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Known by several names, this safe kept guests' jewelry secure

Would you be more interested in buying a jeweler's safe, parlor safe, bedroom safe or brothel safe? In the 19th century, three of the names were used for the same piece of furniture. It was a small, boxlike safe that was secured to an attractive wooden stand usually in the Renaissance Revival style. The safe was most likely iron, painted black with gilt trim. The stand could be a plain, thin pedestal or an elaborate one with added decorative carved pieces.

It is said that the Victorian safe was kept in a guest bedroom at a large estate where guests deposited their expensive jewelry.

Some were used in a library or office to keep papers from burglars or fire. In recent years, the unusual safes were named for brothels. Perhaps they appeared in a movie set of a brothel; perhaps it was just a fanciful name suggested by a seller.

We have seen several safes offered for sale this year. An Egyptian Revival safe by Herring Farral and Sherman of New York, with sphinx heads decorating the legs, 43 inches tall, had a $7,000 estimate. Another safe auctioned recently for $2,938. It was made by Marvin's Safe Co. of New York and Philadelphia. It is higher than most, about 50 inches high and 14 inches wide.

Silver coffee service

We own a three-piece antique silver coffee service that belonged to my mother-in-law. There's a circle with an impressed cameo on the front and back of each piece - coffeepot, creamer and sugar. The mark on the bottom of each piece is "Rogers, Smith & Co." forming the top of a circle, "Conn." on the bottom and "New Haven" in the center of the circle. When was the set made, and what is it worth?

Rogers, Smith & Co. of New Haven, Conn., was organized in 1862 to manufacture silver-plated holloware. The company was sold the very next year to Meriden Britannia Co. of Meriden, Conn., but the New Haven location remained in operation until 1877, and the Rogers, Smith & Co. New Haven mark continued to be used. So your coffee set was manufactured between 1862 and 1877. If the silver plating is in excellent condition, your set would sell for about $500.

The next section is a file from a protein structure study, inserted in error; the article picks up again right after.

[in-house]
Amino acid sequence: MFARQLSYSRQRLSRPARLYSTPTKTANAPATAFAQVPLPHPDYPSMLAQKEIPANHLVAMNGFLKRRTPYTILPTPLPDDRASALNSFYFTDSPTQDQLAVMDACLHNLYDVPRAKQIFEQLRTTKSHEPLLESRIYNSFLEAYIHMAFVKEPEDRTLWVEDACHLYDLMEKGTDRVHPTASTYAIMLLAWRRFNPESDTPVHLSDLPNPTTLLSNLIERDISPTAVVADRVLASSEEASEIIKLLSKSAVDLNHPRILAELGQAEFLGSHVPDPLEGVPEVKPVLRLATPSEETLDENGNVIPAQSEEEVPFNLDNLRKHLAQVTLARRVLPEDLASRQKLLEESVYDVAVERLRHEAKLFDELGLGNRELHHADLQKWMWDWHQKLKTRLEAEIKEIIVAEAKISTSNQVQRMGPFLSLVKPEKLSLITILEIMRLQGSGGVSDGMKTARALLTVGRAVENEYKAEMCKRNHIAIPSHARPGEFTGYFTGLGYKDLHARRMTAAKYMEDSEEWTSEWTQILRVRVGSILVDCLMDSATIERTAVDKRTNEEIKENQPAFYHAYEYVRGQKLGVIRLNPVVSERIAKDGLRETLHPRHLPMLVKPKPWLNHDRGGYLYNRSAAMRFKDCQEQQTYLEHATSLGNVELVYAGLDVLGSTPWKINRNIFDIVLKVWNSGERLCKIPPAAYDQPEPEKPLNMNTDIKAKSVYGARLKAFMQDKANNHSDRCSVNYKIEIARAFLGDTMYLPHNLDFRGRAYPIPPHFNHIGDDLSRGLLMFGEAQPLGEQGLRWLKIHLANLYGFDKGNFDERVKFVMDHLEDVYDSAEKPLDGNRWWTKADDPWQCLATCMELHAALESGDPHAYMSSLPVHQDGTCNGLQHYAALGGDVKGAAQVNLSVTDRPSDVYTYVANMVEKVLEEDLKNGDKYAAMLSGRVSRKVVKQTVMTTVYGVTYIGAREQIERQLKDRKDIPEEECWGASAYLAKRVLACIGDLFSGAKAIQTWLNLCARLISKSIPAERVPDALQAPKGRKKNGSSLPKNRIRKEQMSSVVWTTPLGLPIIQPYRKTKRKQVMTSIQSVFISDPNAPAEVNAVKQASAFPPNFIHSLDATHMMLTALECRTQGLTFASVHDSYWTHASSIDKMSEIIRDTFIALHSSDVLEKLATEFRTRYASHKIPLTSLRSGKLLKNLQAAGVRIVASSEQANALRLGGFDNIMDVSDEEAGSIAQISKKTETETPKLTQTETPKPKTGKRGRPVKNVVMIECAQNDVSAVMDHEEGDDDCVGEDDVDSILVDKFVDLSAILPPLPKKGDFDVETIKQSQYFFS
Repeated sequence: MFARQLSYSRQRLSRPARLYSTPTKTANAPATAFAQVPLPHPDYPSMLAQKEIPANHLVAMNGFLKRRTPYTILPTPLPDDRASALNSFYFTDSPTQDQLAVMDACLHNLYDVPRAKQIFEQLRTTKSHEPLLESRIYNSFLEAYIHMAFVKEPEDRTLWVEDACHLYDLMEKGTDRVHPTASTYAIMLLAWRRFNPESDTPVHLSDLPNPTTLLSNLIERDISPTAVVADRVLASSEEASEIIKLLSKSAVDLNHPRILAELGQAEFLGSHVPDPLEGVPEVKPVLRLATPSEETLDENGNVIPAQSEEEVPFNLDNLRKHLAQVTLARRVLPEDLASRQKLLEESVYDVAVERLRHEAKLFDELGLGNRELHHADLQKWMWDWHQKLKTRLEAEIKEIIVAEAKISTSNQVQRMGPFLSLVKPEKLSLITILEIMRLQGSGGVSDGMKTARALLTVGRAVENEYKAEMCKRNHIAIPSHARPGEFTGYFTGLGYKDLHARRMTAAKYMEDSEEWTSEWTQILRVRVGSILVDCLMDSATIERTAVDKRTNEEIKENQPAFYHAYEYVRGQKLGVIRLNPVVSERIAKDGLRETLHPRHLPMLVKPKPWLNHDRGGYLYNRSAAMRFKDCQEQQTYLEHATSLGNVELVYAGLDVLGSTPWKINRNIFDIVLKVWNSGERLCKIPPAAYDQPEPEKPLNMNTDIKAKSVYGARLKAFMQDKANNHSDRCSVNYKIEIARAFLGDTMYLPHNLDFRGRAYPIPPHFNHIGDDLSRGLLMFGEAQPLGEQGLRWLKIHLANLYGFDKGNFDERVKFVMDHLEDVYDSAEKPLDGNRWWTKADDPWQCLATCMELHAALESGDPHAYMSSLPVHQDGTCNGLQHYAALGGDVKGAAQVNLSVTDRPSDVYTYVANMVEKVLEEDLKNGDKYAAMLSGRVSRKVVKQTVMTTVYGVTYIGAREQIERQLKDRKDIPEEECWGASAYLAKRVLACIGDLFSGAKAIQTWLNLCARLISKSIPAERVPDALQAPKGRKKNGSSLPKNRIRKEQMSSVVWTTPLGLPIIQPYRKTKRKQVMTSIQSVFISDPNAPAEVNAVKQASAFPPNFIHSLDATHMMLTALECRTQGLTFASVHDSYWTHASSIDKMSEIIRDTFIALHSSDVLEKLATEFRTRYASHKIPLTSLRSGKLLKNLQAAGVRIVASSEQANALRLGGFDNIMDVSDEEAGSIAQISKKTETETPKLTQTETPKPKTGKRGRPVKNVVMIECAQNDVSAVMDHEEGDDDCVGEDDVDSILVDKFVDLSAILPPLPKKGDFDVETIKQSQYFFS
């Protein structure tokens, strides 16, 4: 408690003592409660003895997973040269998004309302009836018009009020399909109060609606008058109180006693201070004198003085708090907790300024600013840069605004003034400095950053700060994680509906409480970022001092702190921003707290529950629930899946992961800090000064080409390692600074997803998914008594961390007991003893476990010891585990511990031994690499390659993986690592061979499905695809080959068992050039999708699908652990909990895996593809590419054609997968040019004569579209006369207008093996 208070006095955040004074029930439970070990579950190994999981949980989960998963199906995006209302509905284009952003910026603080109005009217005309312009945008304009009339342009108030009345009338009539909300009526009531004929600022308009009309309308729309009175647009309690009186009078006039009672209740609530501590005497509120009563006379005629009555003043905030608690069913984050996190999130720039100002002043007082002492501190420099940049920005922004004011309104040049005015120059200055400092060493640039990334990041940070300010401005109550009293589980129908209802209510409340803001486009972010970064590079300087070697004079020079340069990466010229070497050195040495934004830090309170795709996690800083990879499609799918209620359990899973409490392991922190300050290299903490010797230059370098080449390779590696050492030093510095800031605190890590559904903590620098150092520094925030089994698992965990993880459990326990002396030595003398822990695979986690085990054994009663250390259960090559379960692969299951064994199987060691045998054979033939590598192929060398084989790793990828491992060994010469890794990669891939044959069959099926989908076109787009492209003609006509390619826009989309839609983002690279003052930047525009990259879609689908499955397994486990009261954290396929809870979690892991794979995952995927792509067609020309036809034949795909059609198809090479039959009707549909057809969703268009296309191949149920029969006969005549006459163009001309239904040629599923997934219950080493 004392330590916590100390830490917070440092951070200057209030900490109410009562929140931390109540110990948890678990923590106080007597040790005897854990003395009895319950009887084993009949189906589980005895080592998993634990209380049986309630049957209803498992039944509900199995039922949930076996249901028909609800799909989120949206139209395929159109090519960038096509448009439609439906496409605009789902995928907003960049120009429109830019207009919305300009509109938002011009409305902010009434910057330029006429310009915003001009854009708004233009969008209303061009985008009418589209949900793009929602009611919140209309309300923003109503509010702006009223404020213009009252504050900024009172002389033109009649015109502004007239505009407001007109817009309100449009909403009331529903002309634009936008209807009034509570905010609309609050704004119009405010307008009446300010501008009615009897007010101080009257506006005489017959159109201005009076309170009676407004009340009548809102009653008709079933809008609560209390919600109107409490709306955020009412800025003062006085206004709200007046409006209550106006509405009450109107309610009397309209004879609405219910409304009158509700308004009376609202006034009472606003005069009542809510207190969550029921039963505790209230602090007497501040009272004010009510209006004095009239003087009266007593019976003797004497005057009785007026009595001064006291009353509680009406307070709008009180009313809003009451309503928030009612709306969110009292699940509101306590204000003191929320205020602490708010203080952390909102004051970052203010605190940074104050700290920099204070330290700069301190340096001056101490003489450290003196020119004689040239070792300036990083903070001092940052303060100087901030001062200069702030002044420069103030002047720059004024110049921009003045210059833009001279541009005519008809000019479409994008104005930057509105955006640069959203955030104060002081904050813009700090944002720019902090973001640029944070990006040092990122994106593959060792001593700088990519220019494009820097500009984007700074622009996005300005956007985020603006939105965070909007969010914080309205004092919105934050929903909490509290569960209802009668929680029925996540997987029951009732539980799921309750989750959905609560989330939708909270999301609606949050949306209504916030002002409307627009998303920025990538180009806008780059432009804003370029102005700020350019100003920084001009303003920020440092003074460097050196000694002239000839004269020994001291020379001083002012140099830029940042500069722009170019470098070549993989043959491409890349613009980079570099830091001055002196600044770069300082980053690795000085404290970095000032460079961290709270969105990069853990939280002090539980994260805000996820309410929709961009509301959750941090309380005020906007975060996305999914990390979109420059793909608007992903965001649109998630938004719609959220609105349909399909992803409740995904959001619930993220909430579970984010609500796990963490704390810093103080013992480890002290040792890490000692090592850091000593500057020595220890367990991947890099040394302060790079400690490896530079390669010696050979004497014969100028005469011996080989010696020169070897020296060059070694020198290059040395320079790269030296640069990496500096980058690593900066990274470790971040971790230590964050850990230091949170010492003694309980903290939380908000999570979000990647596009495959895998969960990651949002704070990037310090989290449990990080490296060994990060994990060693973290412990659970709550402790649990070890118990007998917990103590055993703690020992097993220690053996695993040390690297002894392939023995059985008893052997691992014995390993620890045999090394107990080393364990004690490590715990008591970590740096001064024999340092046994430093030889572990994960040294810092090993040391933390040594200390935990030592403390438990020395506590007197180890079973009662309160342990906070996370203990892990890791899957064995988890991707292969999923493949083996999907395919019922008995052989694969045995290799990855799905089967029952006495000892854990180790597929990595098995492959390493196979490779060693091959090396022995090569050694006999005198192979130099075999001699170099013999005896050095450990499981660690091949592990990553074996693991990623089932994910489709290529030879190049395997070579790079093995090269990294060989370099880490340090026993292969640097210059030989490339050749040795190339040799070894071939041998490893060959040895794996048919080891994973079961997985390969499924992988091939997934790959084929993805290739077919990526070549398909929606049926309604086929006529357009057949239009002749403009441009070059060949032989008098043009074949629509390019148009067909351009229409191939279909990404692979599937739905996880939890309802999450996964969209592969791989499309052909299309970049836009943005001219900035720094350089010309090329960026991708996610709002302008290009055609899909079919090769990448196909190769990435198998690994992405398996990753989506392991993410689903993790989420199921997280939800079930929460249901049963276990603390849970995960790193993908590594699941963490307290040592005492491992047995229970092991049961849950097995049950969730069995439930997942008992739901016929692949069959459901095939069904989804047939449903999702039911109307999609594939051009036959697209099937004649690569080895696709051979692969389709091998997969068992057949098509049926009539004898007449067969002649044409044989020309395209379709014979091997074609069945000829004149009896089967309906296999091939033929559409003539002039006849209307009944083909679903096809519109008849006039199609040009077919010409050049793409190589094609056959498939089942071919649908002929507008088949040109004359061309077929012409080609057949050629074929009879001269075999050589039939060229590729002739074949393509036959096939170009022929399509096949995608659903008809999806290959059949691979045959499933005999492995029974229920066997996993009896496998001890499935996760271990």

Doulton jar

My large, flow-blue covered jar is stamped with a crown over the words "Doulton Burslem" within a bumpy circle surrounding a cipher. The word "England" is stamped below the mark. Another handwritten mark looks like "A6803." Can you help me figure out when it was made?

The Doulton Burslem mark on your jar was used by the famous British firm of Doulton & Co. (now Royal Doulton) from about 1886 to 1902, but the word "England" wasn't added to the mark until 1891. So your jar was made between 1891 and 1902. The A6803 mark is a pattern number assigned to a design introduced by Doulton in 1881-82. Many Doulton patterns remained in production for years.

Current prices

Current prices are recorded from antiques shows, flea markets, sales and auctions throughout the United States. Prices vary in different locations because of local economic conditions.

- Insulator, Pyrex No. 453, one-piece, light yellow, $40.

- Brownie camera, No. 2, Eastman Kodak, box, 6 inches, $90.

- Railroad dinnerware celery dish, Milwaukee Road Traveler, Syracuse China, 1947, 9 by 5 inches, $175.

- Vess Soda display sign, figural, heavy chalkware, hanging, with working thermometer on building, soda jerk in front of store waving, 1940s, 16 by 12 inches, $180.

- Fire engine puzzle, heavy cardboard, image of fire-fighting scene, building advertising McLaughlin Toys & Games, complete, wooden box, 1887, $625.

- Steuben blue Aurene tree-trunk vase, iridescent with purple hues, three different size trunks, signed, 6 inches, $710.

Questions of general interest will be answered in the column. Send questions to Antiques, Ralph and Terry Kovel, c/o the St. Petersburg Times, King Features Syndicate, 888 Seventh Ave., New York, NY 10019.

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